At least two people have been killed and 18 others are missing in huge floods that are surging through southern Japan, with authorities warning hundreds of thousands of people to flee. Unprecedented torrential rain has caused rivers to burst their banks, sweeping away roads and houses, and destroying schools. Thousands of soldiers and other rescuer workers were scrambling Thursday to reach people cut off by torrents of swirling water or threatened by landslides, as forecasters warned of worse to come. “We are in an extremely serious situation,” Deputy Prime Minister Taro Aso said, warning of the danger of collapsing hillsides and adding “many people are still missing”.
More than 50 centimeters (20 inches) of rain deluged parts of Kyushu, the southernmost of Japan’s four main islands, over 12 hours on Wednesday, the meteorological agency said. Downpours will likely continue through Friday, the agency said as the region grapples with the aftermath of a typhoon that raked the country this week. Authorities lifted “special” heavy rain warnings for the hardest hit prefectures of Fukuoka and Oita, although lesser warnings remained in place. Japan is deploying 7,500 police, rescue personnel and troops in affected areas of Kyushu, Chief Cabinet Secretary Yoshihide Suga said.
“There is a lot of information about people who are unaccounted for,” he told a press conference, declining to confirm the number of people missing. Those included a child reportedly carried off by a fast- flowing river and a couple who had not been seen since their house was swept away. A man was found dead in the city of Asakura in Fukuoka prefecture, public broadcaster NHK and Jiji Press reported, citing police sources. NHK and Jiji also reported that a man died in a landslide in Hita, in Oita prefecture, but an official there could not immediately confirm it.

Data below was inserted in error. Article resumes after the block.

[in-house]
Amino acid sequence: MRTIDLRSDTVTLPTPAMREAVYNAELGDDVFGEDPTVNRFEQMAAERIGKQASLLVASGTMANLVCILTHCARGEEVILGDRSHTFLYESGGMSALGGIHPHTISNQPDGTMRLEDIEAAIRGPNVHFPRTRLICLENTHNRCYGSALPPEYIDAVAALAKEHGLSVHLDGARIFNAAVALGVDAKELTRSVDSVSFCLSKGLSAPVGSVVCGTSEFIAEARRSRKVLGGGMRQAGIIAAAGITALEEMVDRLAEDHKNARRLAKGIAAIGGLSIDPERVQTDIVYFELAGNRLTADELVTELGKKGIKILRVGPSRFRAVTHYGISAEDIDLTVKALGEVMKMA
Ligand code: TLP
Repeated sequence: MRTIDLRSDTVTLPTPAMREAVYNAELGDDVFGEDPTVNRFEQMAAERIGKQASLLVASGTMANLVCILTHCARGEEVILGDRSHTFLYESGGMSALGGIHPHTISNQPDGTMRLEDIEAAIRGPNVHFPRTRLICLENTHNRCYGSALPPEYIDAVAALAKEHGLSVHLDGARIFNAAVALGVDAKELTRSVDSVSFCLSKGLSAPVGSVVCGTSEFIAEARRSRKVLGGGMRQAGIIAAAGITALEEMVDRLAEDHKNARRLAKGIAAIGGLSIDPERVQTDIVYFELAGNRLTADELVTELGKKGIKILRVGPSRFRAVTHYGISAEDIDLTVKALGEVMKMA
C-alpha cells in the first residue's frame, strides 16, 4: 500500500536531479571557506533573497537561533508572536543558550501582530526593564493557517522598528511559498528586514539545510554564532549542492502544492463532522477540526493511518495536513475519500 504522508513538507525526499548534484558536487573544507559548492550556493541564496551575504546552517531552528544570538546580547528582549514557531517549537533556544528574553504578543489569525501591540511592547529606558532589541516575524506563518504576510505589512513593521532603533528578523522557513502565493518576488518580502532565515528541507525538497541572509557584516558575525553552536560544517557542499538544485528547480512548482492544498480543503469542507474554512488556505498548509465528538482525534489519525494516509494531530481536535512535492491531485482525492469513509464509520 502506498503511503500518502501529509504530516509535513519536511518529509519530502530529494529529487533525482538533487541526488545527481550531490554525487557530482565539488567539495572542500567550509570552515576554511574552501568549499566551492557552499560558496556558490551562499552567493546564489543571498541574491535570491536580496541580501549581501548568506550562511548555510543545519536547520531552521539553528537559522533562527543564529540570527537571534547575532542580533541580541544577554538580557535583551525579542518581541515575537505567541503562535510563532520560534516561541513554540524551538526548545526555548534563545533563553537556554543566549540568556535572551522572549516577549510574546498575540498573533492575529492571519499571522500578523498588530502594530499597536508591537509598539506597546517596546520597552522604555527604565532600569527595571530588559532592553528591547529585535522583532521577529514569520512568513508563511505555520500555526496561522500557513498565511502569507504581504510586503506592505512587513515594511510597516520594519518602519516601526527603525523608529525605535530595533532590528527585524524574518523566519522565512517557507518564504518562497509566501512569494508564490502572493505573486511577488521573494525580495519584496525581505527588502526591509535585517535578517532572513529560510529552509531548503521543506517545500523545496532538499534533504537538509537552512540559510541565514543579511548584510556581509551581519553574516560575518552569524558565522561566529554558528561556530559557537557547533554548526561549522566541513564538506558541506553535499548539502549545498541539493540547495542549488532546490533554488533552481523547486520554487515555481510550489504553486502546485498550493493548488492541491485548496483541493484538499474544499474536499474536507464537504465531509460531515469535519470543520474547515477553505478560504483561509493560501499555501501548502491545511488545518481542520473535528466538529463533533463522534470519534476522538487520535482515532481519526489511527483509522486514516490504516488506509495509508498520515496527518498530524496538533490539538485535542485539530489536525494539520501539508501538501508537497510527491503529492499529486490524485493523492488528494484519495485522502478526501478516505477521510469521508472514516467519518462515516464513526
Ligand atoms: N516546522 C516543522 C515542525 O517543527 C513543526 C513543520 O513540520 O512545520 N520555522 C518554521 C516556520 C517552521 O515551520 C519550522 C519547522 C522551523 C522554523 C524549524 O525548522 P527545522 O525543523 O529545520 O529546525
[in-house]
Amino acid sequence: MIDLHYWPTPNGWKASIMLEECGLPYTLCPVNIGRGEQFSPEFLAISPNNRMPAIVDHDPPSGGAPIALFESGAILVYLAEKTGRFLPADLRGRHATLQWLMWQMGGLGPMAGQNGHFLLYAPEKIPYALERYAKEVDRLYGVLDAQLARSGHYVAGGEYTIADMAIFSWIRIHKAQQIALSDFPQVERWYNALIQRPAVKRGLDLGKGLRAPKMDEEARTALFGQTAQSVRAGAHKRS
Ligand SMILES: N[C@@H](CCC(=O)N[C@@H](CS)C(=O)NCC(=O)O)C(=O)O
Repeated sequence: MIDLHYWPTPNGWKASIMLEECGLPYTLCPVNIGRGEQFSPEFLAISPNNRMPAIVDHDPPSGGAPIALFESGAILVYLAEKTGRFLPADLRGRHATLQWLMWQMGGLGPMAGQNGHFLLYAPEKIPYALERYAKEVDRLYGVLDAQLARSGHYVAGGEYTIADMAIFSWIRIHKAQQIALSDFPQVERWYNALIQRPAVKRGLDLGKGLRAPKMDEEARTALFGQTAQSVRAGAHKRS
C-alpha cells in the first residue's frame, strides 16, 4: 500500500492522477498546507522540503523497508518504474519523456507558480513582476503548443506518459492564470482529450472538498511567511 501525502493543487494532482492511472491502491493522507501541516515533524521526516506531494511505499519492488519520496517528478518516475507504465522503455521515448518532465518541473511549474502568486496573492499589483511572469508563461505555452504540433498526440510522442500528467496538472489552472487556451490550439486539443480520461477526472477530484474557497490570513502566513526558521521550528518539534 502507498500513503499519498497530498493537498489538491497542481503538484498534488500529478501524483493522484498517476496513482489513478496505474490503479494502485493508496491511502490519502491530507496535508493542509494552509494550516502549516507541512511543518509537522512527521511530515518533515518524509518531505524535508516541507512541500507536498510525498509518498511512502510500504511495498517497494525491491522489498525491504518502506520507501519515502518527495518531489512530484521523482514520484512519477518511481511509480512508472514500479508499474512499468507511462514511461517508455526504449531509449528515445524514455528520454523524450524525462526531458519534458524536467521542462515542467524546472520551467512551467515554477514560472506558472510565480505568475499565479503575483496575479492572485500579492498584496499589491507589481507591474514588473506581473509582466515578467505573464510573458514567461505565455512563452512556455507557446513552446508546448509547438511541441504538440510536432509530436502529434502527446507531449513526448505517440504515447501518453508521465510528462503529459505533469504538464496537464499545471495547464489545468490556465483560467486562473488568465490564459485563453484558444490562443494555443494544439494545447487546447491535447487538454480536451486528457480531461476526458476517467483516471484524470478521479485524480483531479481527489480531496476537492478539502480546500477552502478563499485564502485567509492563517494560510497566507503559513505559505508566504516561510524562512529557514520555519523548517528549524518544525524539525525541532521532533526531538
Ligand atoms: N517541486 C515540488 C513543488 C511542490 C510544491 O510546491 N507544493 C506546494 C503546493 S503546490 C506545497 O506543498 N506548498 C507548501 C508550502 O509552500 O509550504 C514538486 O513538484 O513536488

Local officials said in total they knew of 18 people who were missing in Fukuoka and Oita. Television footage showed rolling waves from swollen rivers hitting residential areas, tearing up roads and inundating farmland. Asakura was among the hardest hit with footage showing floodwaters surging through the streets. Ryoichi Nishioka, who grows flowers in the city, said he tried to save them from damage amid fast rising waters the night before.
“I tried to protect them by covering them up but couldn’t make it,” he told AFP. “Then the swirling water flooded this area and swept away the greenhouses.” Nishioka, 67, also described helping a man who clung to an electric pole as muddy waters rampaged through the area. “We had a blackout, so I used a flashlight from the second floor and put light for him,” he said. “I was calling out to encourage him for three hours from 9pm to midnight.